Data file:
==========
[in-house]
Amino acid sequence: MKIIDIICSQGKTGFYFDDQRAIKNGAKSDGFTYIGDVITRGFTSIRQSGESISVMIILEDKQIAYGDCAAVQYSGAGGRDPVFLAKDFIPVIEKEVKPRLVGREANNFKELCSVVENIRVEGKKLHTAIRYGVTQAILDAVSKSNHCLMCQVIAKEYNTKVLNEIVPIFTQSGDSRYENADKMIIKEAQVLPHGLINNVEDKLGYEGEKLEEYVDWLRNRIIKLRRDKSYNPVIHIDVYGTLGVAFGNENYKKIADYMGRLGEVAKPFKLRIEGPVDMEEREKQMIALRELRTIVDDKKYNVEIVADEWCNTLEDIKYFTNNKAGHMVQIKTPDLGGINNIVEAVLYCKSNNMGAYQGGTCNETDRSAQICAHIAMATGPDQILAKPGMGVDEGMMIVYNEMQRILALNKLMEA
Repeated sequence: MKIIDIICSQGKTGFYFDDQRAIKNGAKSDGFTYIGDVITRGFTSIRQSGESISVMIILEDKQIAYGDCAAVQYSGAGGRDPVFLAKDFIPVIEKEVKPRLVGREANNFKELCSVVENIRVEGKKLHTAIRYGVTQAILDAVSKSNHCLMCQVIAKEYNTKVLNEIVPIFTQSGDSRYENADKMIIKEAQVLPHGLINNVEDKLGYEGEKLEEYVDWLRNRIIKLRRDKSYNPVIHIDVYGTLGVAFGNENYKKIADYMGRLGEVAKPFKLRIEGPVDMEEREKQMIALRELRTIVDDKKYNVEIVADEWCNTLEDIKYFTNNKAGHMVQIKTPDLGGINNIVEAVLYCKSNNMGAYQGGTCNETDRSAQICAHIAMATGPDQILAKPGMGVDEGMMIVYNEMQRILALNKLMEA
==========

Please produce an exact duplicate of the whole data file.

[in-house]
Amino acid sequence: MKIIDIICSQGKTGFYFDDQRAIKNGAKSDGFTYIGDVITRGFTSIRQSGESISVMIILEDKQIAYGDCAAVQYSGAGGRDPVFLAKDFIPVIEKEVKPRLVGREANNFKELCSVVENIRVEGKKLHTAIRYGVTQAILDAVSKSNHCLMCQVIAKEYNTKVLNEIVPIFTQSGDSRYENADKMIIKEAQVLPHGLINNVEDKLGYEGEKLEEYVDWLRNRIIKLRRDKSYNPVIHIDVYGTLGVAFGNENYKKIADYMGRLGEVAKPFKLRIEGPVDMEEREKQMIALRELRTIVDDKKYNVEIVADEWCNTLEDIKYFTNNKAGHMVQIKTPDLGGINNIVEAVLYCKSNNMGAYQGGTCNETDRSAQICAHIAMATGPDQILAKPGMGVDEGMMIVYNEMQRILALNKLMEA
Repeated sequence: MKIIDIICSQGKTGFYFDDQRAIKNGAKSDGFTYIGDVITRGFTSIRQSGESISVMIILEDKQIAYGDCAAVQYSGAGGRDPVFLAKDFIPVIEKEVKPRLVGREANNFKELCSVVENIRVEGKKLHTAIRYGVTQAILDAVSKSNHCLMCQVIAKEYNTKVLNEIVPIFTQSGDSRYENADKMIIKEAQVLPHGLINNVEDKLGYEGEKLEEYVDWLRNRIIKLRRDKSYNPVIHIDVYGTLGVAFGNENYKKIADYMGRLGEVAKPFKLRIEGPVDMEEREKQMIALRELRTIVDDKKYNVEIVADEWCNTLEDIKYFTNNKAGHMVQIKTPDLGGINNIVEAVLYCKSNNMGAYQGGTCNETDRSAQICAHIAMATGPDQILAKPGMGVDEGMMIVYNEMQRILALNKLMEA